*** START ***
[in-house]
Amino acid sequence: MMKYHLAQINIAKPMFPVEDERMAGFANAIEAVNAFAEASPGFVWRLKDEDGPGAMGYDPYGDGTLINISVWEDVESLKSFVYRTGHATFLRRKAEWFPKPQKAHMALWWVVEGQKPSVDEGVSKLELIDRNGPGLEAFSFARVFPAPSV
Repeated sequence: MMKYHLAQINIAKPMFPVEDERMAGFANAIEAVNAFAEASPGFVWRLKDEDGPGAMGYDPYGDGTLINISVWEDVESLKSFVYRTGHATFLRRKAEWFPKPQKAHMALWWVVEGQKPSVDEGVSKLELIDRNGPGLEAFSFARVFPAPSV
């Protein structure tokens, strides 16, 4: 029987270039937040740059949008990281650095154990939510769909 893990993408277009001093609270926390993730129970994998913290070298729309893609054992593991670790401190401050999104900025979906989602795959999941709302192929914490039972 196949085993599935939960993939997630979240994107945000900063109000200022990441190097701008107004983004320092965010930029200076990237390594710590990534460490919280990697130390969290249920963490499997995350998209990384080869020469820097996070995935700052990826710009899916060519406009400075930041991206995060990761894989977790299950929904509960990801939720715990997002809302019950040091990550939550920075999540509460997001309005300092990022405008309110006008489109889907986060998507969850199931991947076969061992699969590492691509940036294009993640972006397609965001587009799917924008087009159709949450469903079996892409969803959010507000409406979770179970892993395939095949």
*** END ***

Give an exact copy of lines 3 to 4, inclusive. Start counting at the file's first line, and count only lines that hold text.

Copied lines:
Repeated sequence: MMKYHLAQINIAKPMFPVEDERMAGFANAIEAVNAFAEASPGFVWRLKDEDGPGAMGYDPYGDGTLINISVWEDVESLKSFVYRTGHATFLRRKAEWFPKPQKAHMALWWVVEGQKPSVDEGVSKLELIDRNGPGLEAFSFARVFPAPSV
């Protein structure tokens, strides 16, 4: 029987270039937040740059949008990281650095154990939510769909 893990993408277009001093609270926390993730129970994998913290070298729309893609054992593991670790401190401050999104900025979906989602795959999941709302192929914490039972 196949085993599935939960993939997630979240994107945000900063109000200022990441190097701008107004983004320092965010930029200076990237390594710590990534460490919280990697130390969290249920963490499997995350998209990384080869020469820097996070995935700052990826710009899916060519406009400075930041991206995060990761894989977790299950929904509960990801939720715990997002809302019950040091990550939550920075999540509460997001309005300092990022405008309110006008489109889907986060998507969850199931991947076969061992699969590492691509940036294009993640972006397609965001587009799917924008087009159709949450469903079996892409969803959010507000409406979770179970892993395939095949």